Huffpost Canada ca
Qais Ghanem, MD Headshot

Sons of Dictators an Intractable Problem?

Posted: Updated:
SYRIA
AP

It is not uncommon, even in real democracies, to find famous and influential political families. Good examples would be the Kennedys and the Bushes. In India we have Indira Gandhi and her son Rajiv, both assassinated. In Pakistan, there was former prime minister Zulfikar Ali Bhutto, who was hanged by General Zia, and then, several years later, his daughter Benazir Bhutto, who was to be elected prime minister. Later, during an election campaign she was assassinated. In the Philippines, the current president is Benigno Aquino, son of former president Corazon Aquino. Thus, when there is accession of a son or daughter, it is done through democratic elections.

On the other hand, ruling families are extremely common in the non-democratic third world, the highest prevalence being in the Arab countries. In fact, there is a sense of entitlement to power in general and the presidency in particular. In the Arab kingdoms, or sultanates or emirates, this is not surprising, since the system is hereditary, and the whole concept is widely accepted. In Saudi Arabia, since it became a kingdom after the Second World War, the throne has been passed from one aging brother to another. Subsequently, a king does not rule for very long because he does not reach the throne until old age. Where the "throne" is passed to the son, as in the United Arab Emirates, the duration of rule could be quite long. Needless to say, daughters are never even considered in these matters.

In the Arab republics, which are nearly all ruled by military dictators, the problem is quite different. Such military dictators are individuals who came to power by coup d'etats, and who have ruled for decades, the longest so far being Libya's Colonel Gaddafi for 42 years, followed by Yemen's Ali Abdullah Saleh for 32 years and Egypt's Mubarak for 30 years. Although they all run sham elections every so many years, they apparently keep receiving around 99 per cent of the vote!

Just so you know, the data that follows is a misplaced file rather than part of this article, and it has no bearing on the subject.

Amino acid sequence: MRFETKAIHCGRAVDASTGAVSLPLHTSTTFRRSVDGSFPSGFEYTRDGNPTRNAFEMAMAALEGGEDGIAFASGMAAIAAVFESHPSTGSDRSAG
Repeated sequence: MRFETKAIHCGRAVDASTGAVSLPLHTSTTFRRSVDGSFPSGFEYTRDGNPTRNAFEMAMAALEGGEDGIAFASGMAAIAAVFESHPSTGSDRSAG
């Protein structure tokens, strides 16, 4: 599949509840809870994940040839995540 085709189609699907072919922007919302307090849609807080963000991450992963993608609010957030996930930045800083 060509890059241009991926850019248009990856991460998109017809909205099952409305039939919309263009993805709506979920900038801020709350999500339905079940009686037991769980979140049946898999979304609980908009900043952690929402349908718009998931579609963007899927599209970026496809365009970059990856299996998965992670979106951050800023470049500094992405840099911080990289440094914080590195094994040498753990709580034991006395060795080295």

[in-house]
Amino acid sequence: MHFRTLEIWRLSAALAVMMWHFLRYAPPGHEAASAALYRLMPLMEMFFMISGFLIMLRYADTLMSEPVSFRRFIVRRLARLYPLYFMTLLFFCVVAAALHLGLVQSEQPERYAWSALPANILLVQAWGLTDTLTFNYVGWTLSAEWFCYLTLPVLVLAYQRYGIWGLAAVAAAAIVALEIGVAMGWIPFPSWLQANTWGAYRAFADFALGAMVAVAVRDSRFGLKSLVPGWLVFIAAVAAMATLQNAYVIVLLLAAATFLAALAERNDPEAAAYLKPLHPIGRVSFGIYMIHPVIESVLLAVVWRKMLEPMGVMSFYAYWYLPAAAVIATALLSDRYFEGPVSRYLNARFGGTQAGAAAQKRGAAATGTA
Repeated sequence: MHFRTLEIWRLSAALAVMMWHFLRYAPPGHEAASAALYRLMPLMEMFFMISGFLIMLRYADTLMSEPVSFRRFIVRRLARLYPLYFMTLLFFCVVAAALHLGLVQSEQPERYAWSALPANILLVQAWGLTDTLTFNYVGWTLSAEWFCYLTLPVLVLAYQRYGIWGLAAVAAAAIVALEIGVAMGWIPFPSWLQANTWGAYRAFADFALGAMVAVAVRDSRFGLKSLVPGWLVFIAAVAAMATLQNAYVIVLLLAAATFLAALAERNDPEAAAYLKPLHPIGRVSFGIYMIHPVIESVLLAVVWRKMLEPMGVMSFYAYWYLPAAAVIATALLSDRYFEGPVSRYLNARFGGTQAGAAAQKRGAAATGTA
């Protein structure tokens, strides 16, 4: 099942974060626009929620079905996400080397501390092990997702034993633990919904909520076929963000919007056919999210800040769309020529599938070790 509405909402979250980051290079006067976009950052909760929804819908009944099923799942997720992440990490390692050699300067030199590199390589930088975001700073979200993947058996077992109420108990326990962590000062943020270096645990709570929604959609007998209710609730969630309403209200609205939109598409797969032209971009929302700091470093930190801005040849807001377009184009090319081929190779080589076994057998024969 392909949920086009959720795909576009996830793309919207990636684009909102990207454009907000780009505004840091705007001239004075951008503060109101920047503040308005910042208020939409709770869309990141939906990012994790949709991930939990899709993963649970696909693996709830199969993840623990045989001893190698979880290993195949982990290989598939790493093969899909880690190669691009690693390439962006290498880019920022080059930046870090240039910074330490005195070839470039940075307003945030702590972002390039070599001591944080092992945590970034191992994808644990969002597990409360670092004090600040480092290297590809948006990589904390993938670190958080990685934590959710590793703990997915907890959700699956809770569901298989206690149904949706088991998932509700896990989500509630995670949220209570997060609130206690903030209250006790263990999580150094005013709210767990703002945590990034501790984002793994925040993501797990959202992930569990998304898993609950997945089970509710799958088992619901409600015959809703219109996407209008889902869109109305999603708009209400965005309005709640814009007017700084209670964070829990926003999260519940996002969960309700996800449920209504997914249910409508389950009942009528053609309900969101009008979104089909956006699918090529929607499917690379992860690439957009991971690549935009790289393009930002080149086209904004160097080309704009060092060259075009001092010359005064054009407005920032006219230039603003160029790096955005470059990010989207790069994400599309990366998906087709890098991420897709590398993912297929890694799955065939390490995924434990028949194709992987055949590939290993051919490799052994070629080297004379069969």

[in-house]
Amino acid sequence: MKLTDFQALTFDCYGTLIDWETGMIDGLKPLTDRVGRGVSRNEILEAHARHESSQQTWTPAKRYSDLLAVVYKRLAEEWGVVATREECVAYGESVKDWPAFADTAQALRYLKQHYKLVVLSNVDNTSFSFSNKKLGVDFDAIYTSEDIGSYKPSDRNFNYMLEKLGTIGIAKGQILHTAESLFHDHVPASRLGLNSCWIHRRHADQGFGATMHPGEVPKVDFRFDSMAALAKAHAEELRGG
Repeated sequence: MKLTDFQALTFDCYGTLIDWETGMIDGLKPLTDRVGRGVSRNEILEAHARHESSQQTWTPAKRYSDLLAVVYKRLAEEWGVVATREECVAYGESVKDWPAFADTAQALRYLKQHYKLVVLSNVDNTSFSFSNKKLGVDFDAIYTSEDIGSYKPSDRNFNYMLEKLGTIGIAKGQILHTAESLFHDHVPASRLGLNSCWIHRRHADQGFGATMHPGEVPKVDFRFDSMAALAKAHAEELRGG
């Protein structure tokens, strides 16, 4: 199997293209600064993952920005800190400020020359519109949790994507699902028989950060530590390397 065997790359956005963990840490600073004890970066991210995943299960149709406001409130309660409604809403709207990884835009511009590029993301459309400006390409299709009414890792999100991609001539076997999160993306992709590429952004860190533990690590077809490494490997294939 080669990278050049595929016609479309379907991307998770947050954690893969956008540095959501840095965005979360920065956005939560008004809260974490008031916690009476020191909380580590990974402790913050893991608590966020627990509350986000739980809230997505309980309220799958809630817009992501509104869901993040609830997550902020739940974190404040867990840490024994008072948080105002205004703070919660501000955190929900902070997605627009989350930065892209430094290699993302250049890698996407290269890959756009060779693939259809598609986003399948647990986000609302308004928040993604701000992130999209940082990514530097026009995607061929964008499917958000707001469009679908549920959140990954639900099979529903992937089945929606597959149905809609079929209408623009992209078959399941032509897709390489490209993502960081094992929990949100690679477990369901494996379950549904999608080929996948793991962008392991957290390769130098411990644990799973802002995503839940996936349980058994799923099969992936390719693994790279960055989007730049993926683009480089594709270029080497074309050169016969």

During these long periods of rule, they surround themselves by intricate, very loyal military and security systems that ensure their continuing rule in the face of any potential challenge. Who could be more loyal than their sons? These sons therefore find themselves, whether qualified or not, in positions of enormous power, such as Ahmed Saleh in Yemen, who commands the very powerful republican guard. But many of these sons do not even have to have such titles, let alone technical or military training. For example, in Iraq, the sons of Saddam, Uday and Qusay, were widely feared brutes who did exactly as they pleased, and who were being groomed to take over from Saddam one day.

In the case of Egypt, Gamal and Alaa Mubarak chose to go into business, but wielded enormous influence without having to be military or security men. In Libya, Saif Al Islam Gaddafi, now famous for his threatening index finger which told Libyans that his forces would find them house by house, lane by lane and street by street; was supposedly educated at the London School of Economics, with a PhD under his belt. It is not clear in what capacity he was waving his finger at the Libyan freedom revolutionaries. In Syria, Bashar al-Assad was only an ophthalmologist working in London when he inherited the presidency after the death of his father Hafez Al-Assad. And now he put his bother Maher in command of the armed forces.

As we survey the evolution of the Arab Spring since January, it becomes clear, at least to me, that the regimes which had groomed the sons for presidency, and given them military and political titles have managed to survive much longer than those which did not. Compare, for example the tenacity of the dictators of Libya, Syria and Yemen, with the rapidity of the collapse of the dictators of Tunisia and Egypt.

What future lessons can we learn from this? Clearly, Arab nations that succeed in overthrowing their dictators have to ensure that any future presidents, whether civilian or military, are never allowed to appoint their sons to such vital positions, especially any military or police or security ones. Indeed the new constitution should have a special clause against nepotism, and it should be applied most strictly to all future presidents.

Around the Web

Yemen's Uprising: The Families on the Front Lines

Yemen: unfinished business

Putting a Spin on the Arab Spring: Al-Qaeda Struggles to Prove Its Relevance ...

Three women's rights activists share Nobel Peace Prize